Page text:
When it comes to OSU baseball, iconic traditions are at a bevy.
Some that often come to the mind of fans are the chorus of “You Dropped a Bomb on Me” by the Gap Band echoing throughout the stadium after an OSU, followed by a plastic cowboy hat fitting the head of the player in the momentary limelight.
However, as of this season, a new tradition has cemented its spot within the OSU baseball program.
As a matter of fact, it’s just weeks old.
OSU first baseman Griffin Doersching stood in a crowded Cracker Barrel with his father Greg. It was early Saturday morning, and the two had just enjoyed a family breakfast. As he began to scurry through the bevy of gifts and articles of clothing that make up the gift shop of a Cracker Barrel, he noticed a horse face on a wooden stick.
As soon as he saw it, he wanted it. Doersching, exhibiting the outgoing and elementary yet adult-like persona in which he holds, decided to make something of it, yet, didn’t know what it would be. After an extensive period of contemplation, an idea sparked in his head. When he explained it to his father, Greg was immediately baffled by his son’s choice of souvenirs.
“He looked at me and was like, ‘why’,” Doersching said. “I (told him) we were gonna ride it after we hit home runs. He just looked at me and was like, ‘OK’.”
Later that day Doersching progressively showcased it to his coaches, teammates, and even friends outside of baseball.
“Everyone loved it,” Doersching said. “Robin (Ventura) said he loved it so we decided to rock with it.”
Instantaneously, it was a hit within the baseball program. It was officially a part of the team.
“I laughed,” OSU head coach Josh Holliday said. “I thought it was funny. (It was in) good spirits, and all in alignment with what they were doing which was just having some fun with each other.”
The home run horse, as Doersching refers to it as, first came into fruition in the series finale against Baylor.
In the top of the fifth inning, with his team down two runs, true freshman right fielder Zach Ehrhard stepped up to the plate with hopes of creating a spark for his team offensively. On a 3-1 count, he crushed a ball over the left field wall at Baylor Ballpark, to make it a one run ballgame.
As Ehrhard rounded the bases, Doersching felt a self-generated sense of euphoria begin to build up within himself. He watched as Ehrhard, base-by-base, drew closer to home plate. As Ehrhard approached the visitor’s dugout after stopping on home plate with an excessive sense of satisfaction, he was greeted with the cowboy hat, which followed with the inaugural use of the home run horse.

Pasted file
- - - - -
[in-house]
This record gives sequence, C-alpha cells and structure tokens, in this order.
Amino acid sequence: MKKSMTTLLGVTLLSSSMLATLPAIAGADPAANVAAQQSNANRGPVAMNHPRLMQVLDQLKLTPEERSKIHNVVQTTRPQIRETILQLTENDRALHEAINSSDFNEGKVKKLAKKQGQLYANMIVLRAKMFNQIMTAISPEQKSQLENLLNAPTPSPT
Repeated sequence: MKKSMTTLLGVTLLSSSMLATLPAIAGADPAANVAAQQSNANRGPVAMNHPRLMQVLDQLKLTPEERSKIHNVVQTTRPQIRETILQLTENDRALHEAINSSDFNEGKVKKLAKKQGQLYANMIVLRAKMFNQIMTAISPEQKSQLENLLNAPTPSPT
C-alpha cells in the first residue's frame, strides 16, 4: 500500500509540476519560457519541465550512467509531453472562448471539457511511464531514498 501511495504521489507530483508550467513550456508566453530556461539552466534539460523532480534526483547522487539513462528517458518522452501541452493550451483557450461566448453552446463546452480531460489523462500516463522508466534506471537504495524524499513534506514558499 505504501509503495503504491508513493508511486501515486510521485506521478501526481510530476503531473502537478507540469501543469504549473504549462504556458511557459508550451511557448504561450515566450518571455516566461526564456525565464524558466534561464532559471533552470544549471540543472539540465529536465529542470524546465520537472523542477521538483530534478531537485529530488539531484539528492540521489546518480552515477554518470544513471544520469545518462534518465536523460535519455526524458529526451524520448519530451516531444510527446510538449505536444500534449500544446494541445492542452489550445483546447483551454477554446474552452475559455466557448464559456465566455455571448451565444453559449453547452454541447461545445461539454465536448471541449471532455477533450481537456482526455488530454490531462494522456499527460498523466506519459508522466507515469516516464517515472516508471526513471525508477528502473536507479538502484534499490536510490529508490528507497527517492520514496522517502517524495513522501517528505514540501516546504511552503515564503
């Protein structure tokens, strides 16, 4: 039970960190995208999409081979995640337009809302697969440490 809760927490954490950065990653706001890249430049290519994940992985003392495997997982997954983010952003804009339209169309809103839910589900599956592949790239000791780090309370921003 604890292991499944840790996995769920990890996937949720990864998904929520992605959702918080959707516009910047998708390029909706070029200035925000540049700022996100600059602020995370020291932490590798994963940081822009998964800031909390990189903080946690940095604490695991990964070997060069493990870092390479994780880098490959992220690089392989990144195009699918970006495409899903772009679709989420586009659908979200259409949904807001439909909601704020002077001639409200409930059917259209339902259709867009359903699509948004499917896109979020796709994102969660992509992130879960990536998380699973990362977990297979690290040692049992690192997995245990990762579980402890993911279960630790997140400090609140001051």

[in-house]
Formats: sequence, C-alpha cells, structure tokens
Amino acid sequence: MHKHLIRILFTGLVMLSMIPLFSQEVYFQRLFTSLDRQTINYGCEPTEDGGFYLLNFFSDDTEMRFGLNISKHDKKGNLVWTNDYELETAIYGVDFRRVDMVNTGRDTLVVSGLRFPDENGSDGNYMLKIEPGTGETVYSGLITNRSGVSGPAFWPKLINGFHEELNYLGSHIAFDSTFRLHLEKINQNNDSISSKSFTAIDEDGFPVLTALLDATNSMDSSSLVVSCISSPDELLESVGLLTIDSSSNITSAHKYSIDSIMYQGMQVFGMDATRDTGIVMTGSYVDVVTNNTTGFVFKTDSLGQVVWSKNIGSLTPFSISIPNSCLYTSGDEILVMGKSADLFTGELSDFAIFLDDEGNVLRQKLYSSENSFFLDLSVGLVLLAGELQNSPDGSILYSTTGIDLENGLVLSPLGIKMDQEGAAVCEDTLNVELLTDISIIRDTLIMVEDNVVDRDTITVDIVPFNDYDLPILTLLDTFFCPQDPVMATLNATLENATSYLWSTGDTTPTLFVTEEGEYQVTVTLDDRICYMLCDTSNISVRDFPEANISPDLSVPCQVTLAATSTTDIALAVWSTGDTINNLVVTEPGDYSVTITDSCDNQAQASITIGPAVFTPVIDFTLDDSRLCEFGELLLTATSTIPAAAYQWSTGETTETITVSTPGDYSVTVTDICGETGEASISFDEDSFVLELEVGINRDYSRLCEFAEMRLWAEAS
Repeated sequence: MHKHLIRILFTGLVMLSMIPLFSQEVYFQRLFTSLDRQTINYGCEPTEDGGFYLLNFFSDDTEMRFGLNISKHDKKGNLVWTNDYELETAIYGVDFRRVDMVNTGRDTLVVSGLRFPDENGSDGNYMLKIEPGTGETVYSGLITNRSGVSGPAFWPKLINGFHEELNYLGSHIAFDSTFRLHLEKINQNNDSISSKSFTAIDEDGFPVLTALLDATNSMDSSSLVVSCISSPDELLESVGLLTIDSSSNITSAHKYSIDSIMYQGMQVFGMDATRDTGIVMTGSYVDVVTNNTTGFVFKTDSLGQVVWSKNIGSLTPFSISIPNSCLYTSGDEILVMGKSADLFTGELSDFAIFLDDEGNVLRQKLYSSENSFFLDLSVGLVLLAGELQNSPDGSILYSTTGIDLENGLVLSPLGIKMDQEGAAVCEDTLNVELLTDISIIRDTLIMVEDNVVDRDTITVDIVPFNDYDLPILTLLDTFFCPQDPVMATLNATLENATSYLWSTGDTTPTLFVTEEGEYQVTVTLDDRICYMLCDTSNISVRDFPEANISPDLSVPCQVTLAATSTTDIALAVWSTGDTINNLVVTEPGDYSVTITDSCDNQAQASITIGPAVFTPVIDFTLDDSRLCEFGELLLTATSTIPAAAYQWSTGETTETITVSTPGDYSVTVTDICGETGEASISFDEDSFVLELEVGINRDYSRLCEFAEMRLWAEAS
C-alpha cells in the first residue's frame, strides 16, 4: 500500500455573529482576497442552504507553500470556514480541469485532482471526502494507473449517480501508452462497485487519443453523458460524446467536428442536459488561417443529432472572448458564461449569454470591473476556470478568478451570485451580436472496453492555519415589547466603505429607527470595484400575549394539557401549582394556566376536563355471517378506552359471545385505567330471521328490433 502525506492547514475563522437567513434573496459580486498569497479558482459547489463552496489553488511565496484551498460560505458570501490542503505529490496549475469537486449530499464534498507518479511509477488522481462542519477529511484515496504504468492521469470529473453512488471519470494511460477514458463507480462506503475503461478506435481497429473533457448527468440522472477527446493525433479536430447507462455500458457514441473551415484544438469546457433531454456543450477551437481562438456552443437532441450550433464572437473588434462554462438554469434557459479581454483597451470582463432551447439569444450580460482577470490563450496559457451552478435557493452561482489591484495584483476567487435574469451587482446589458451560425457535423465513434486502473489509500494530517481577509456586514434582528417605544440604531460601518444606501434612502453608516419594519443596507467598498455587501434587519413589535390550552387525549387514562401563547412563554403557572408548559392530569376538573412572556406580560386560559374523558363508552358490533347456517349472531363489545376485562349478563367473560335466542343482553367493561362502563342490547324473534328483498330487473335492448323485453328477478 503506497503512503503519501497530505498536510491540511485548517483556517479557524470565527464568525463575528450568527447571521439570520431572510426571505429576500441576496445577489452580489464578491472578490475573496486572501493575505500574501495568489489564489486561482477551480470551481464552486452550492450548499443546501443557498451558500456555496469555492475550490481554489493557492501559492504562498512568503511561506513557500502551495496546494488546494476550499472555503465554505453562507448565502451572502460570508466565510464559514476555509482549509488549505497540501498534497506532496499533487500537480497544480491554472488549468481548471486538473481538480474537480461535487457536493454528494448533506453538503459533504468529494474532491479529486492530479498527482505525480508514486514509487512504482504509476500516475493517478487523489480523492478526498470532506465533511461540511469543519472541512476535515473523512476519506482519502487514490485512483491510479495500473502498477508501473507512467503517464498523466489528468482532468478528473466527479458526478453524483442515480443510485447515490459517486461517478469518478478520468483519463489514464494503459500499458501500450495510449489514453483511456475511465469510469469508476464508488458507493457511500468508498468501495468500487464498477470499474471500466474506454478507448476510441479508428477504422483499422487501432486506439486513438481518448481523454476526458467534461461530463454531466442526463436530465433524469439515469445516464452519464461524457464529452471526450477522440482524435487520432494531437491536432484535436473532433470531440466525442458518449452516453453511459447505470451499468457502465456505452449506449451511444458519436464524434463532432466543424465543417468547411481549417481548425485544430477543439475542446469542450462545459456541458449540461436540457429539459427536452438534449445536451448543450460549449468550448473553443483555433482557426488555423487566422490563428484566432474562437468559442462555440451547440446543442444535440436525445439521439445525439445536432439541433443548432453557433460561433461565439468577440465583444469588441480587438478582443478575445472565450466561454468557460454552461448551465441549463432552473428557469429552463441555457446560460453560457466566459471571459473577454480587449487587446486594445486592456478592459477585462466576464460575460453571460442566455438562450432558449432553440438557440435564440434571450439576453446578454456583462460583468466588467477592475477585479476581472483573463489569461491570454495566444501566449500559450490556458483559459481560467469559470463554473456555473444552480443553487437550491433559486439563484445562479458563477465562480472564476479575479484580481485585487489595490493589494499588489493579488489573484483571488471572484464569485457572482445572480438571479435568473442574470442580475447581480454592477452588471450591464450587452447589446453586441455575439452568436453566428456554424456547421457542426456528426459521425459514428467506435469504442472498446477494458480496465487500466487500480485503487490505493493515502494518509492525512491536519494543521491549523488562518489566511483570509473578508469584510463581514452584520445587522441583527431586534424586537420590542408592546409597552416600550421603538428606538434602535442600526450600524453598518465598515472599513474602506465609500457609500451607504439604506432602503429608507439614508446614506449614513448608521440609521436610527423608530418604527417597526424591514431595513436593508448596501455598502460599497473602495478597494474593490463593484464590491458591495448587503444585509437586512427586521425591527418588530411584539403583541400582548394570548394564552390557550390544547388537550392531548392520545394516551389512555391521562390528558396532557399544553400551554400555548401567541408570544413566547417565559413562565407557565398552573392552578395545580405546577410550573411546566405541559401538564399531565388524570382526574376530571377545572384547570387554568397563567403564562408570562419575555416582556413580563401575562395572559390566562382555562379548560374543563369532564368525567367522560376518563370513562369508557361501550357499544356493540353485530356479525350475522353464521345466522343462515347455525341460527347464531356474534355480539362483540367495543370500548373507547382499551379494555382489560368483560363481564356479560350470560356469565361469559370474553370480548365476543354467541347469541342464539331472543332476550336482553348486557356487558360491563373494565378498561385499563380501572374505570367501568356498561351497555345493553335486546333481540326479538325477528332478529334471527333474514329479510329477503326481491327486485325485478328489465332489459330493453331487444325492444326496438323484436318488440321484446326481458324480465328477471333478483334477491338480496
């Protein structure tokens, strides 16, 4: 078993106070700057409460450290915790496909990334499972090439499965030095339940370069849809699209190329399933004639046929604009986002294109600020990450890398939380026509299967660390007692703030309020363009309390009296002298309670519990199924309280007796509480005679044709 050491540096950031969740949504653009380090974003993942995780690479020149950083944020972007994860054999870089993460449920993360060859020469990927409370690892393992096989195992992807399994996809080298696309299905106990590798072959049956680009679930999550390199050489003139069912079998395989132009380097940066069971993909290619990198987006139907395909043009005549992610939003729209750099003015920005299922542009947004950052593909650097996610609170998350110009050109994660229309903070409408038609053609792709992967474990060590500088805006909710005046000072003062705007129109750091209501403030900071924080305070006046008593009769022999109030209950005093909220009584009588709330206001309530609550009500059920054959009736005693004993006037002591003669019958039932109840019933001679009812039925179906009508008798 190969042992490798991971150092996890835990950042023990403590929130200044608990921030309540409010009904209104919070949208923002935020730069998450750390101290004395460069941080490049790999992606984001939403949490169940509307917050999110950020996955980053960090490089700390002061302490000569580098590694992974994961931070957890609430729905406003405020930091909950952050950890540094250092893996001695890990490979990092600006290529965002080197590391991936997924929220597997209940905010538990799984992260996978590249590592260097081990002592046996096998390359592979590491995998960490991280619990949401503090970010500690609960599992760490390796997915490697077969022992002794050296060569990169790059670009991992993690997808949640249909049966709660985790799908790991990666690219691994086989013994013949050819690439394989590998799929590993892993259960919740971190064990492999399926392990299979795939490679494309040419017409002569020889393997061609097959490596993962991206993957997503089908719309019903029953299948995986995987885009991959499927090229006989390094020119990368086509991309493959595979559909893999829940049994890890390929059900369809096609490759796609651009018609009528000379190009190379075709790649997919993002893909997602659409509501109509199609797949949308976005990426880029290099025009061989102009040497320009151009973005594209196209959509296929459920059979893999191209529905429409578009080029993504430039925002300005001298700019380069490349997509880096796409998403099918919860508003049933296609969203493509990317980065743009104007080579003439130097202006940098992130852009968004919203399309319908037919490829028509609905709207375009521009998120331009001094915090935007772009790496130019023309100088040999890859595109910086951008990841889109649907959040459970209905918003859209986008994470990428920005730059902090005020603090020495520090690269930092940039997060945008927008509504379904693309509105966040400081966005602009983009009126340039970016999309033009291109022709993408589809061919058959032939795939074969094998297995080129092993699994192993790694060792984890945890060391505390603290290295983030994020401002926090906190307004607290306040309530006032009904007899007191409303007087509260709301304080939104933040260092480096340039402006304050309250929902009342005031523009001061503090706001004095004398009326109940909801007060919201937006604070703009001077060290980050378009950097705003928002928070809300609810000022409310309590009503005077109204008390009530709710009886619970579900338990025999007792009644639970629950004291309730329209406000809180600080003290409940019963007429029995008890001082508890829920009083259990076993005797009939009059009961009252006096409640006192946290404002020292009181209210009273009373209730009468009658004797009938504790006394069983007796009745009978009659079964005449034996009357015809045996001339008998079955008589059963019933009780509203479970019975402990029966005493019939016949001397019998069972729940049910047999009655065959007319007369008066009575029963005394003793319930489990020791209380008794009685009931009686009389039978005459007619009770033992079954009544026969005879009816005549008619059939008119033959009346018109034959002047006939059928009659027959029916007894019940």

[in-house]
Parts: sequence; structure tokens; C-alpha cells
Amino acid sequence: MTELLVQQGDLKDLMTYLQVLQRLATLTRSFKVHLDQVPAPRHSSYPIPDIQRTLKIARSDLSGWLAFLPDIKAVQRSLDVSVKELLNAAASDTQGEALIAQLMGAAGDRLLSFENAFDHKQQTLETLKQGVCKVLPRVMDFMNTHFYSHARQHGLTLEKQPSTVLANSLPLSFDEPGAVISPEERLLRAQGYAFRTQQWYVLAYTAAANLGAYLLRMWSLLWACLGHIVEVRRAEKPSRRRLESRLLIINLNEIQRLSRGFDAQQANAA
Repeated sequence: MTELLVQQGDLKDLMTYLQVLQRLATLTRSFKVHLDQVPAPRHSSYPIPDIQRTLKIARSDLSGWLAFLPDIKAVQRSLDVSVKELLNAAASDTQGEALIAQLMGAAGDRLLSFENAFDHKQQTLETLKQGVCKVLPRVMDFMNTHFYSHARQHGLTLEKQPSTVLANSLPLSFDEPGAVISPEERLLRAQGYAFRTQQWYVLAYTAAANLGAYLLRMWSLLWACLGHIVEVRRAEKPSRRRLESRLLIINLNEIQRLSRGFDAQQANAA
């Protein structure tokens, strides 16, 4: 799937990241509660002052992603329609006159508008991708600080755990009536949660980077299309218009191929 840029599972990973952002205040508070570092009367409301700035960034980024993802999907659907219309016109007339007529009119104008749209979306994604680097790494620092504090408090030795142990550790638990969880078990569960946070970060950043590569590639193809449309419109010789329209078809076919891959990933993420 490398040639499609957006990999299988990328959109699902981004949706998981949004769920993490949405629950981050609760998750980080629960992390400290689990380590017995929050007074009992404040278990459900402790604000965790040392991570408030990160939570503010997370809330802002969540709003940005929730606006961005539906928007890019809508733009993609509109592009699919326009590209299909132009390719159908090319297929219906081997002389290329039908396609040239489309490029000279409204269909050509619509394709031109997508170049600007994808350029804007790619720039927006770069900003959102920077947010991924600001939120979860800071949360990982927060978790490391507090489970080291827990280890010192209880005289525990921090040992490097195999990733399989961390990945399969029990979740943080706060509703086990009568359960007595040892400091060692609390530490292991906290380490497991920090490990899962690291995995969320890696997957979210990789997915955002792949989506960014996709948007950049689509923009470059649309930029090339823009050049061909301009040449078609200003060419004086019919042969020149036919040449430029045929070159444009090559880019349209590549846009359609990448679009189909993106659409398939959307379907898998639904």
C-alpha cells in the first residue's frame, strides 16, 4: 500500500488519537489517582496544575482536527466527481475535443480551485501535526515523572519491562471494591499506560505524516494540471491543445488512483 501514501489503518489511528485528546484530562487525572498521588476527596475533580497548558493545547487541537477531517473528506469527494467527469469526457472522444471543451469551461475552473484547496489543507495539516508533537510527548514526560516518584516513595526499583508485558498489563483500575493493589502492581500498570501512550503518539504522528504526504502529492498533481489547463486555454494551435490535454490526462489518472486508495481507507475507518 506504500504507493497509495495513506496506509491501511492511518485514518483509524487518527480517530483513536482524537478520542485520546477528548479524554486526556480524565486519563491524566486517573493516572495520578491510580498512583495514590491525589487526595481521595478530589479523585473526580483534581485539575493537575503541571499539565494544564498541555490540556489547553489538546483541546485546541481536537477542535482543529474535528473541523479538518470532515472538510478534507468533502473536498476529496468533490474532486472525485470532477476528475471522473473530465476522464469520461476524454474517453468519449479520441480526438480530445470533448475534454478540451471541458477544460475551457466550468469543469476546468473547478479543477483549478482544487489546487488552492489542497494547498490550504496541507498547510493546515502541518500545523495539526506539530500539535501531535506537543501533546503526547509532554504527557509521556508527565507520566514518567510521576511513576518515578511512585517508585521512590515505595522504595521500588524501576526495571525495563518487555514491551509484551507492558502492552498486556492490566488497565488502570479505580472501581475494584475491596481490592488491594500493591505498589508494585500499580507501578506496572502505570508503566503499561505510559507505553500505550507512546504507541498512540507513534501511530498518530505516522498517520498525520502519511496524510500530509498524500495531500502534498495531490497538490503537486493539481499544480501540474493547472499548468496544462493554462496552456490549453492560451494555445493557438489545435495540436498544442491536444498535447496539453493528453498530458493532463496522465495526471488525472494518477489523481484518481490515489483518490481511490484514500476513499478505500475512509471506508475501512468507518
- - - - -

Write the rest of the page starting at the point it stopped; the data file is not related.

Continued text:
“I was excited for (Ehrhard) after the home run obviously,” Doersching said. “But it felt kind of satisfying to finally put the (home run) horse to use.”
Holliday has been well accustomed to a bevy of team shenanigans throughout his 10 seasons as head coach of OSU. However, he says the use of home run celebrations isn’t necessarily cocky as much as it shows off his team’s unity. He believes as long as it remains in tact with his code of good sportsmanship and generates a sense of team unity, anything flies.
“I’m all for the guys finding ways to celebrate each other and have fun,” Holliday said. “To smile and embrace the moment. Those are all healthy emotions to share on the field, (they) just don’t want to get too carried away with it. But I think that our guys are handling it well and keeping it about each other and about team success.”
Traditions are what make a sport or a particular athletic program enjoyable and fun to watch. They are what build up senses of euphoria within teams and fanbases, displaying eagerness to act the same verbatim ones game-after-game.
Traditions are also what can build team unity and bring players closer to one another. It’s those displays of cohesiveness that can determine the fate of a team from the start of a season. For Holliday’s team, however, it’s the sense of unity in which he feels every day that has defined them since the season opener against Vanderbilt. It all starts with the team culture, and their team culture is coincided with a cowboy hat, and a home run horse.
“I think a huge thing in college baseball is just (team) energy,” Doersching said. “Anything you can get to draw more energy in your dugout and your team, it carries it on and is huge. That fires everyone up and gets everyone more involved because we’re going down the tunnel of people after a home run.”